Yes, it is true that the Palestinians may have made some mistakes in their quest for freedom over the years, so are the Israelis. That doesn't give any justification for a race of people to constantly be under occupation and killed, homes bulldozed, while there is no future in sight for generations of Palestinians unborn.
However, let it be clear that when a group of people are fighting for liberation, they don't pick and choose as to which methods to use in order to measure up to public opinion polls, especially when their people are being killed and bastardized day in and day out.
And that's not all. African-Americans attending the convention will also make their case for the United States government to make reparations for slavery. Though successive U.S. administrations have tended to brush aside the idea of paying African-Americans any kind of reparation for slavery and injustice they and their ancestors encountered over the years. According to one writer, "paying African-Americans reparations is an idea as old as the republic."
Instead of sitting back only to privately criticize countries whose citizens are known to be embarrassingly intolerant to others, hoping that those nations will implement changes that will benefit their people, organizers of the conference in South Africa believed that the event will not only discuss those issues, but intend to find practical solutions that will alleviate some of the problems.
With America's painful past, and its practical experience as a model of racism, one would think that the United States would jump on board, not only to discuss its stuggles and experience with racism in public, but to show and proudly teach other nations how it managed to partially overcome racism over diversity. The U.S. could have pointed to Secretary of State, Colin Powell - the first African-American to have ever occupied said high office, as an example of the hurdles that have been crossed and the progress being made to overcome pervasive racism.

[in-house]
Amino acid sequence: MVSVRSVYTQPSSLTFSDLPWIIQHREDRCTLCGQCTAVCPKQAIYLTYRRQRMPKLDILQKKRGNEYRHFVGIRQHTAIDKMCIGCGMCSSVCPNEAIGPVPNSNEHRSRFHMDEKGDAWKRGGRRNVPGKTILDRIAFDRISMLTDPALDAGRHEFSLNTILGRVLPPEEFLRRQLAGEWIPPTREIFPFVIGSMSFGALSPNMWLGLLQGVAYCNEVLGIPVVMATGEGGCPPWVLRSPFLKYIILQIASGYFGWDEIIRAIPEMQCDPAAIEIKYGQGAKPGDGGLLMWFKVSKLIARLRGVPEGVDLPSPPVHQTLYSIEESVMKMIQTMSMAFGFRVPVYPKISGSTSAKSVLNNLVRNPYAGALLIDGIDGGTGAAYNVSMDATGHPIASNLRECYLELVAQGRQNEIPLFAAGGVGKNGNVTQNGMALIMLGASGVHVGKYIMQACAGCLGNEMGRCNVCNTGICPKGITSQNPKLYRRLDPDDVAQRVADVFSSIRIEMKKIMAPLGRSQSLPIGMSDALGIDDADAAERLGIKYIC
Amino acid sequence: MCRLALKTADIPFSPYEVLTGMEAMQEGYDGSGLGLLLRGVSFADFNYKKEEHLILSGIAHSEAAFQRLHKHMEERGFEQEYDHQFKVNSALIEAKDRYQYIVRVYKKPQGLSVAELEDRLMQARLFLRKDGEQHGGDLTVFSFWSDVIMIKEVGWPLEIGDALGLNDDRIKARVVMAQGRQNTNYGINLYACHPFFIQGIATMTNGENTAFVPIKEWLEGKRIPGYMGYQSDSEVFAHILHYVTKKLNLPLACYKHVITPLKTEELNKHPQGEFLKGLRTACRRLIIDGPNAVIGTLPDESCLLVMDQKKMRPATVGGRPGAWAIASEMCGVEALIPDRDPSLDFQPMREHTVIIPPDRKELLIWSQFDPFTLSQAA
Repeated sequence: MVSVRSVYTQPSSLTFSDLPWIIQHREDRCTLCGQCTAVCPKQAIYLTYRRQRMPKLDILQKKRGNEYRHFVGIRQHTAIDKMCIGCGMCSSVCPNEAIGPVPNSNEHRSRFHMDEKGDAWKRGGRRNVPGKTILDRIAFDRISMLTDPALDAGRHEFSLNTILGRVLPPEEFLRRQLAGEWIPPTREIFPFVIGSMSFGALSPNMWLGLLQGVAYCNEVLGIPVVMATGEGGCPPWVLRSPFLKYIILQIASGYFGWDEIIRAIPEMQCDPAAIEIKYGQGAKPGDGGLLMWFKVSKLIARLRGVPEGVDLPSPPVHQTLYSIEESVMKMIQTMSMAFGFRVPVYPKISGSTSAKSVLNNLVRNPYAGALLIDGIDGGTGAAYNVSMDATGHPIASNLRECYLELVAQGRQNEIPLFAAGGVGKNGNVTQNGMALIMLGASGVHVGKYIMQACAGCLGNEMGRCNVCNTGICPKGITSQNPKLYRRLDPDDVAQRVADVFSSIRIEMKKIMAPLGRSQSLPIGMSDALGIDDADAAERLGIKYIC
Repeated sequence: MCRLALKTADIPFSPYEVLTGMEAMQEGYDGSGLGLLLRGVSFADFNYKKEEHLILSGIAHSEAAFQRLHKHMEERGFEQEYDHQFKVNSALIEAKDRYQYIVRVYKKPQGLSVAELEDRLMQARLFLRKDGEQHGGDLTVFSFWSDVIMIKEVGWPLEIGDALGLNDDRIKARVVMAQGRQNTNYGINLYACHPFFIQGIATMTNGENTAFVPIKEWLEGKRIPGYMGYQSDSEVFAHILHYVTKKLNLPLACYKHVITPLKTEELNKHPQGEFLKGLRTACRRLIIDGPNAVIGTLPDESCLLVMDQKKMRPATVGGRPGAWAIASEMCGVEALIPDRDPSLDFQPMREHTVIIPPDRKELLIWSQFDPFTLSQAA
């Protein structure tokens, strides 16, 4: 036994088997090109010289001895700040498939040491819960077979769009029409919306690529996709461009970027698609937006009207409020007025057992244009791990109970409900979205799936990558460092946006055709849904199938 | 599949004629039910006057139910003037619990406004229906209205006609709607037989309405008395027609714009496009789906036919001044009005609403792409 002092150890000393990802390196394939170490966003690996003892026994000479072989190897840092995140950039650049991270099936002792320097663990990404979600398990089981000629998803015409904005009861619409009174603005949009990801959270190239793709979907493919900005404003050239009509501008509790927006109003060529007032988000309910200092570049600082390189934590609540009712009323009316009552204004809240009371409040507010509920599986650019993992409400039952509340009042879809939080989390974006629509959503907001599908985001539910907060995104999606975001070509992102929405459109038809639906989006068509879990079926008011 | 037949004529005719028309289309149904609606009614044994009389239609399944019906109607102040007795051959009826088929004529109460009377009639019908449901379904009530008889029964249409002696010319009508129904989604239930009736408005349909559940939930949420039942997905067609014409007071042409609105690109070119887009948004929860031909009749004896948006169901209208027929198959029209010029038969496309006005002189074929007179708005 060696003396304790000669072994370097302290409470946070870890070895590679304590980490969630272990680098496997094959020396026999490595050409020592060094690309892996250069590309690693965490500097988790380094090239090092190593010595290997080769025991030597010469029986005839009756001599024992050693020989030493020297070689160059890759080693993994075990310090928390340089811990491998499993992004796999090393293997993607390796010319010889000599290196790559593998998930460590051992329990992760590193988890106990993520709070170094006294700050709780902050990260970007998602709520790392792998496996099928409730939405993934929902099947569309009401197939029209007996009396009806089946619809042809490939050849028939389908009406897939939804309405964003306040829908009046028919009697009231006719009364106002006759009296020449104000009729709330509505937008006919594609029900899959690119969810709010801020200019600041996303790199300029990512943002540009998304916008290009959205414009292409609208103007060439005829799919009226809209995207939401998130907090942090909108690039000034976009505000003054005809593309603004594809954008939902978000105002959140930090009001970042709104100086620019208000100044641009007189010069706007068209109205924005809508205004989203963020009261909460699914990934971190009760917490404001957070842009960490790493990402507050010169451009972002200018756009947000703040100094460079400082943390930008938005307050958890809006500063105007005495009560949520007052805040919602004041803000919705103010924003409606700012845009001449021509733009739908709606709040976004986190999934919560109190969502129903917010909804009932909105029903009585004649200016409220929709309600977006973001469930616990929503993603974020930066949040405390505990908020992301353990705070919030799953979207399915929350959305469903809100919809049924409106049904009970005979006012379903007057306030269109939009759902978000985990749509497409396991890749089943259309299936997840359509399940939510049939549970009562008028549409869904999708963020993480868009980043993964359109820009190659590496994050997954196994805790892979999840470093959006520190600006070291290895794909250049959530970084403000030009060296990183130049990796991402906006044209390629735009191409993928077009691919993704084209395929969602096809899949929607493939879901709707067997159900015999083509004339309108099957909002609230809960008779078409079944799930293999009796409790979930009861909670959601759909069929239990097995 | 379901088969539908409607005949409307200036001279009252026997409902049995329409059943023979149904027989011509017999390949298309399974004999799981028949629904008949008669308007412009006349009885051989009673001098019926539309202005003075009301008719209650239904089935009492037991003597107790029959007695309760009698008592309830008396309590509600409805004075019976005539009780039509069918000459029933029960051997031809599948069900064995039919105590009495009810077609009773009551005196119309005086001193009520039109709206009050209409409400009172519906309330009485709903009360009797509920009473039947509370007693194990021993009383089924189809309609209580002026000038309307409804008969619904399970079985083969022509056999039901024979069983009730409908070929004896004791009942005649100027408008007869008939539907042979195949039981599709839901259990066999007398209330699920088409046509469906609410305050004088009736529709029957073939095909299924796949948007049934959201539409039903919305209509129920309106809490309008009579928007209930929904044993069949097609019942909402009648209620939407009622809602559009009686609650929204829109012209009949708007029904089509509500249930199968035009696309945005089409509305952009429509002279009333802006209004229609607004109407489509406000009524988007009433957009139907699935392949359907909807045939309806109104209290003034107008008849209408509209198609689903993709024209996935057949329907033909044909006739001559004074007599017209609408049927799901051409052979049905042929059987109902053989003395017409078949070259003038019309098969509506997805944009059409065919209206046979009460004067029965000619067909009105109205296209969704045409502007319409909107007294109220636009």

The conference in South Africa is needed, and is right on target because of that country's own painful past. Because racism and injustice tend to be divisive in most societies in this age of multiculturalism, racism, with its ugly head can also take on a violent form, eventually leaving its venoms and painful memories on generations.
However, it will be unfair to minimize the convention in Durban, South Africa to issues relating to only Israel and Palestine, and reparations to African-Americans. Other issues on the table to be discussed will be the trafficking in women and children; migration and discrimination; gender and racial discrimination; racism against indigenous people and the protection of minority rights.
Before the Bush administration decided to boycott the conference in South Africa on racism, the administration also refused to join other nations around the world to sign and ratify treaties like the Kyoto agreement and the production and use of certain chemicals that are harmful to mankind.
There are growing concerns that the Bush administration disengagement from international conventions and treaties, and its decision not to participate in this world conference on racism, pushes her into isolationism at the time when its sole superpower status is needed more that ever before when the world seemed confronted with much more difficult problems than existed during the pre-coldwar era..
The Bush administration, succumbing to pressure, yesterday decided to send a low-level delegation to represent the U.S. government at the Conference on Racism. The delegation is headed by Michael Southnick, Deputy Assistant Secretary in the Bureau of International Organizations.